Anyone who has spent time around babies knows that children have unique personalities almost from birth, but you may not know that even babies’ and toddlers’ personalities are influenced by their Myers-Briggs types. Nurture by Nature by Paul Tieger and Barbara Barron-Tieger is a parenting guide that recognizes that at all ages, a child’s unique Myers-Briggs type influences their behavior and their needs. It is never too early to gain an understanding of your child’s type and tailor your parenting approach to it.
We are each born with one Myers-Briggs type that remains the same throughout life. According to the book, most children’s complete Myers-Briggs type will become identifiable around age three or four, with at least one of the four type dimensions identifiable by age one or two. Usually it’s the dominant function (Sensing, iNtuition, Thinking, or Feeling) that can be seen first. I have definitely found this to be the case, based on what I’ve observed in my 16-month-old daughter and her toddler friends. From the time they were barely crawling infants, aspects of their type have been apparent, and usually become even stronger as they grow.
As a Myers-Briggs enthusiast, I’ve been eager to identify my daughter’s personality type since before she was conceived. But I have to stress that this is not due to a desire to pigeonhole her or control her destiny; rather, I want to understand her natural tendencies so I can help her grow in the direction of her potential. Instead of imposing my interests and desires on her, like forcing her to be rational if she’s a Feeler or encouraging her to focus on solitary activities if she’s an Extrovert, I can help her define and explore her own interests, and encourage her to develop her strengths even if they differ from mine.
The book is split into two parts. Part One gives a detailed introduction of Myers-Briggs and tips to help you identify your child’s type. This section is very comprehensive and would even be a good introduction for adults who are interested in learning about Myers-Briggs and figuring out their own type. These chapters cover the basics of the four dimensions of type, the cognitive functions, Kiersey temperaments, and brief descriptions of each type. You will need to know your own type and that of your child, as well as anyone else in the family, in order to fully utilize this book. Continue reading “Parenting by Type”→
In the past several years it seems like nonfiction books have been steadily rising in numbers and popularity while dropping in the amount of actual information they contain. Every time I go to the library or bookstore, there are cutesy new nonfiction books that favor breadth over depth, and contain little more than a smattering of facts and anecdotes arranged around a loose theme. I don’t know if there’s a name for this genre, but I call it “pop nonfiction”. Mary Roach, Bill Bryson, and Malcolm Gladwell are some of the authors that come to mind. Continue reading “Is this book about anything?”→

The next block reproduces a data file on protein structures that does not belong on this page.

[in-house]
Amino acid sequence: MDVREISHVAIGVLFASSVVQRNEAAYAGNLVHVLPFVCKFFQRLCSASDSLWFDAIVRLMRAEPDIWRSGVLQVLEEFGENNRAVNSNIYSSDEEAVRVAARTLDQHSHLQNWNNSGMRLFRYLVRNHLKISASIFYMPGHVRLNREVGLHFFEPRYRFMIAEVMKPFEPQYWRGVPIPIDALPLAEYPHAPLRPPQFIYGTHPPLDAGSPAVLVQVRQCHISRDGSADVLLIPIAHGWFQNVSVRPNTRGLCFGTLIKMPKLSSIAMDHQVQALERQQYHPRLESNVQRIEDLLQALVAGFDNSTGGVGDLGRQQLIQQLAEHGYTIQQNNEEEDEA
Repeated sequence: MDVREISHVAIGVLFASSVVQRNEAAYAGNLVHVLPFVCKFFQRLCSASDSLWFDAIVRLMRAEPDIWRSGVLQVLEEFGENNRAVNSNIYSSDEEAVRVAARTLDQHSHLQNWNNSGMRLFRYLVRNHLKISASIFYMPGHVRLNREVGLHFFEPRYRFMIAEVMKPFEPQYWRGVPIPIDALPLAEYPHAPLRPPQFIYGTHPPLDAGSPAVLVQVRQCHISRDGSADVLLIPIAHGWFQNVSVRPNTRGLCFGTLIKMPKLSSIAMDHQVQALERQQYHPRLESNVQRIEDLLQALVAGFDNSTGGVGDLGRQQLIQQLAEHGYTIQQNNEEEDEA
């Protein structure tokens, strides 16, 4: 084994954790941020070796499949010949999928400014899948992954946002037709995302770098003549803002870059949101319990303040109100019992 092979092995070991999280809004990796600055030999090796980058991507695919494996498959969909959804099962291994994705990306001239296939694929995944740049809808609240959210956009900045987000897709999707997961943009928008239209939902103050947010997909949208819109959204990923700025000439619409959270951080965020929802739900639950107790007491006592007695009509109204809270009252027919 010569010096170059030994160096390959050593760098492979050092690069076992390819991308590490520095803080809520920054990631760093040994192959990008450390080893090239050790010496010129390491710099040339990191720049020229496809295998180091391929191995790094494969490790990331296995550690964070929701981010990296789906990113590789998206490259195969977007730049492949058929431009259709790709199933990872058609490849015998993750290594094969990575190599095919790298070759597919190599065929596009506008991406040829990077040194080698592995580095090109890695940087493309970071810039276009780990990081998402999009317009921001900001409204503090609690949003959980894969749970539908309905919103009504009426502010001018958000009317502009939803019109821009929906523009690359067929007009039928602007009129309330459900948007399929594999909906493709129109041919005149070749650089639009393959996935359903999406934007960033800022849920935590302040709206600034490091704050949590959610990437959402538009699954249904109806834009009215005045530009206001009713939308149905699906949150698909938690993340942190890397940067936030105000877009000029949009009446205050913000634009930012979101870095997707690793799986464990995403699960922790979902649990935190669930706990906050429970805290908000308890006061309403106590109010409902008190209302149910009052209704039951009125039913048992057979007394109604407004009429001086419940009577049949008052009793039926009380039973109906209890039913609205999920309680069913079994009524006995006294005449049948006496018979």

I am currently in a state of limbo waiting for things to change over which I have no control. I’m in a holding pattern, unable to make progress. I feel like all I’m doing is converting oxygen into carbon dioxide.
This metaphysical hunkering feels similar to the hunkering I did during a three-month NOLS expedition in the Alaska wilderness in 2008. We spent a lot of time hunkering in our tents on that expedition. Sometimes because of weather, like the three soggy days spent camped by the side of a gravel road waiting for the rain to stop and the river to subside so we could wade across. On other occasions we hunkered while waiting for food or rescue.
Our first hunker was spent next to a makeshift runway we had built in a humid valley, waiting for the clouds to lift so a small plane could land with our rations. We had already been without food for two days, having been unable to get to the site where we had planned to meet the plane for our re-ration. Instead we bushwhacked through a dense forest and traversed a raging river to find a spot where a plane might be able to land, and cut down small trees to make a runway.
This is the second post in an ongoing series on the differences between INTJs and INTPs, as observed in my husband and myself. If you’re not familiar with them, you should first read this primer on Myers-Briggs and cognitive functions.
Both INTJs and INTPs are often perceived to be cold, unfeeling, and emotionally distant. We are not as skilled as other types at displaying and communicating emotion, but we do experience emotions very deeply and have a strong need for emotional intimacy—albeit with very few people.
This has to do with our cognitive functions. Because the Feeling function is low on the hierarchy for both types, it is less developed and our emotional ability is less mature than our other functions. For INTPs the Feeling function is extraverted (denoted as Fe) and is the inferior function (fourth in the dominance hierarchy), whereas for INTJs the Feeling function is introverted (denoted as Fi) and is the tertiary function.
As an INTP I express emotions outwardly, and I have a hard time controlling them. My expressions tend to be exaggerated, whether I’m angry or happy, causing my emotions to appear outwardly more extreme than I actually feel. My mood can change suddenly without warning. If I’m having a serious conversation with someone but remember something funny that happened to me last month, I will start laughing uncontrollably without being able to moderate my response.